David Cameron’s list of demands to ensure that the UK government supports Britain remaining in the EU is one that EU leaders will have little difficulty in accepting, write Mark Dawson and Mike Baab.
Mark Dawson is Professor of European Law and Governance at the Hertie School of Governance in Berlin. Mike Baab is a writer, animator and human rights consultant.
After several months of reluctance to play his hand, David Cameron has now released his list of demands to ensure that the UK government supports Britain remaining in the EU. With his fellow EU leaders demanding a detailed list, the government’s main avenues of negotiation are now relatively clear. His speech, and accompanying letter to the President of the European Council, set out four main objectives for re-negotiation:
Objective 1: Protect the single market for Britain and others outside the Eurozone. What I mean by that is a set of binding principles that guarantee fairness between Euro and non-Euro countries.
Objective 2: Write competitiveness into the DNA of the whole European Union. And this includes cutting the total burden on business.
Objective 3: Exempt Britain from an ‘ever closer union’ and bolster national parliaments. Not through warm words but through legally binding and irreversible changes.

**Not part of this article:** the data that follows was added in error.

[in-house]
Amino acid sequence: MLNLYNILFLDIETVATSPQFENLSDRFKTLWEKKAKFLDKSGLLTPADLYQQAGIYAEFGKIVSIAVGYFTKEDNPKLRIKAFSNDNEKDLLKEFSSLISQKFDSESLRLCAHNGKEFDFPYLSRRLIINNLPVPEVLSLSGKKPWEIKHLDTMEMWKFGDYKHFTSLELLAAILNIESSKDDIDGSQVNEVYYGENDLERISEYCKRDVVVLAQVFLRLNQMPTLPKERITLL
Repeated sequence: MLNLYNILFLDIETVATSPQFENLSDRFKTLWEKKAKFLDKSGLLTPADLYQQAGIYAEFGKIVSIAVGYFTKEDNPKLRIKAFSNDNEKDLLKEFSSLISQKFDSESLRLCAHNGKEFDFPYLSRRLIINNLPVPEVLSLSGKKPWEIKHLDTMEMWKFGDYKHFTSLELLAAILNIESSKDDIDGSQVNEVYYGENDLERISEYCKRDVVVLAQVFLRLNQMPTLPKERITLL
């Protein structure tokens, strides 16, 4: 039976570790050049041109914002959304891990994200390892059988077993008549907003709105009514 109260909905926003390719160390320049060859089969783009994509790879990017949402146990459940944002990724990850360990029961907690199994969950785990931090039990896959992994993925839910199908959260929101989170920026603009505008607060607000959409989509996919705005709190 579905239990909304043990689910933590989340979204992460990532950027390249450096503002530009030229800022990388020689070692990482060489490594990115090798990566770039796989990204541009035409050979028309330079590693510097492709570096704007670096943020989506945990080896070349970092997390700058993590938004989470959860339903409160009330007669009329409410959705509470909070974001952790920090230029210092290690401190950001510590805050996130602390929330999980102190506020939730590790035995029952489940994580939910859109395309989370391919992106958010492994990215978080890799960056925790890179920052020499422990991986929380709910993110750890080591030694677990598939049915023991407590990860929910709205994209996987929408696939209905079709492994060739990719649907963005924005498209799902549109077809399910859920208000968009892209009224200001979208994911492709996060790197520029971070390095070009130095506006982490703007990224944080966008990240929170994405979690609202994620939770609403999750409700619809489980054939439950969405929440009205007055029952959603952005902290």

Objective 4: Tackle abuses of the right to free movement, and enable us to control migration from the European Union, in line with our manifesto.
Within these objectives are a number of detailed proposals. The government has clarified for example that in respect of objective 3, it wishes to re-visit the powers of the European Court of Justice (the EU’s highest Court) to create ‘new rights’ for citizens, as well as give greater veto powers for national Parliaments to block EU laws. In respect of objective 4, the government has insisted on a 4 year qualification period for access to in-work benefits for migrants from the EU currently working in the UK. There are few surprises in this last (bar perhaps the Court proposal, which echoes similar concerns about the authority of Strasbourg’s European Court of Human Rights).
The political incentive for the Prime Minister is to talk up the significance of these changes. Throughout his Chatham speech, the Prime Minister had a tendency – with a view to Euro-sceptic opposition within the UK – to talk-up the ambition of his demands. He also – with a view to his EU counter-parts – talked up the possibility of recommending UK withdrawal if his demands were not satisfied: ‘I am not saying for one moment that Britain couldn’t survive outside the European Union.’ The Prime Minister has been keen throughout his tenure to talk the UK up as a trading nation whose links to the Commonwealth, the US and the wider world can compensate for increasing estrangement from its European partners.